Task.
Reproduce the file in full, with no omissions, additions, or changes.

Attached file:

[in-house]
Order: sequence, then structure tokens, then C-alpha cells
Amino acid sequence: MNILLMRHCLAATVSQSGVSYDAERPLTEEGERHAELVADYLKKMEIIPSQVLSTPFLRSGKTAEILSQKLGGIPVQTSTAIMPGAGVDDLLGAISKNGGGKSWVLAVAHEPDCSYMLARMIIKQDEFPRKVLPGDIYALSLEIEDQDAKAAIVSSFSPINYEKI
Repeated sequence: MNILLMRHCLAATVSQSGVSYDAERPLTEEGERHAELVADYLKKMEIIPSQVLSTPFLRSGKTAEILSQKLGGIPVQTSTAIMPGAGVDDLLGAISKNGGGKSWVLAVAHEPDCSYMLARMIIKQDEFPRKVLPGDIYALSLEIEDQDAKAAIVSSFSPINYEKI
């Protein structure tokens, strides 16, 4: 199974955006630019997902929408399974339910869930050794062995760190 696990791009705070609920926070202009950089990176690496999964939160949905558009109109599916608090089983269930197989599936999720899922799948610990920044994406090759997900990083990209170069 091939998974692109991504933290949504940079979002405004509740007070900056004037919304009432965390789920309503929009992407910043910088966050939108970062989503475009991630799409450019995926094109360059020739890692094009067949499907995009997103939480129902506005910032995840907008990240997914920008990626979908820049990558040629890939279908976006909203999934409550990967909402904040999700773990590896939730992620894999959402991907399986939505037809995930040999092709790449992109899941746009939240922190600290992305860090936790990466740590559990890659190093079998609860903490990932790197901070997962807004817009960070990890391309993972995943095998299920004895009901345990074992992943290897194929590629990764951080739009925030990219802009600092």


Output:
[in-house]
Order: sequence, then structure tokens, then C-alpha cells
Amino acid sequence: MNILLMRHCLAATVSQSGVSYDAERPLTEEGERHAELVADYLKKMEIIPSQVLSTPFLRSGKTAEILSQKLGGIPVQTSTAIMPGAGVDDLLGAISKNGGGKSWVLAVAHEPDCSYMLARMIIKQDEFPRKVLPGDIYALSLEIEDQDAKAAIVSSFSPINYEKI
Repeated sequence: MNILLMRHCLAATVSQSGVSYDAERPLTEEGERHAELVADYLKKMEIIPSQVLSTPFLRSGKTAEILSQKLGGIPVQTSTAIMPGAGVDDLLGAISKNGGGKSWVLAVAHEPDCSYMLARMIIKQDEFPRKVLPGDIYALSLEIEDQDAKAAIVSSFSPINYEKI
């Protein structure tokens, strides 16, 4: 199974955006630019997902929408399974339910869930050794062995760190 696990791009705070609920926070202009950089990176690496999964939160949905558009109109599916608090089983269930197989599936999720899922799948610990920044994406090759997900990083990209170069 091939998974692109991504933290949504940079979002405004509740007070900056004037919304009432965390789920309503929009992407910043910088966050939108970062989503475009991630799409450019995926094109360059020739890692094009067949499907995009997103939480129902506005910032995840907008990240997914920008990626979908820049990558040629890939279908976006909203999934409550990967909402904040999700773990590896939730992620894999959402991907399986939505037809995930040999092709790449992109899941746009939240922190600290992305860090936790990466740590559990890659190093079998609860903490990932790197901070997962807004817009960070990890391309993972995943095998299920004895009901345990074992992943290897194929590629990764951080739009925030990219802009600092």